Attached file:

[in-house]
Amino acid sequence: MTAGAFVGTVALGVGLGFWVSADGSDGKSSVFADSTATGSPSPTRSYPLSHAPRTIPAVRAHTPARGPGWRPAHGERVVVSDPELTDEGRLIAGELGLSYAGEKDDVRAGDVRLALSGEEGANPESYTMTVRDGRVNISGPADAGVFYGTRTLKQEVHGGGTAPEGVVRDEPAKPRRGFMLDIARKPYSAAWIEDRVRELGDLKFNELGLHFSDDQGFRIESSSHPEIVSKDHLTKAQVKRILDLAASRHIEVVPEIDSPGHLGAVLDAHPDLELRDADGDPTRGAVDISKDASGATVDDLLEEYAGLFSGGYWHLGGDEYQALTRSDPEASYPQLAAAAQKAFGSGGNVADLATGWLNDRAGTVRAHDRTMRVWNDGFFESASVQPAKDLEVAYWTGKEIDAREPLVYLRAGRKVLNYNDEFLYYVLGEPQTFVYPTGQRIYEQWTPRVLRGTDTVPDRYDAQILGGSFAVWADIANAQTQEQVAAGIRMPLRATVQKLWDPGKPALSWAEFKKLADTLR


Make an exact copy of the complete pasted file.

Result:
[in-house]
Amino acid sequence: MTAGAFVGTVALGVGLGFWVSADGSDGKSSVFADSTATGSPSPTRSYPLSHAPRTIPAVRAHTPARGPGWRPAHGERVVVSDPELTDEGRLIAGELGLSYAGEKDDVRAGDVRLALSGEEGANPESYTMTVRDGRVNISGPADAGVFYGTRTLKQEVHGGGTAPEGVVRDEPAKPRRGFMLDIARKPYSAAWIEDRVRELGDLKFNELGLHFSDDQGFRIESSSHPEIVSKDHLTKAQVKRILDLAASRHIEVVPEIDSPGHLGAVLDAHPDLELRDADGDPTRGAVDISKDASGATVDDLLEEYAGLFSGGYWHLGGDEYQALTRSDPEASYPQLAAAAQKAFGSGGNVADLATGWLNDRAGTVRAHDRTMRVWNDGFFESASVQPAKDLEVAYWTGKEIDAREPLVYLRAGRKVLNYNDEFLYYVLGEPQTFVYPTGQRIYEQWTPRVLRGTDTVPDRYDAQILGGSFAVWADIANAQTQEQVAAGIRMPLRATVQKLWDPGKPALSWAEFKKLADTLR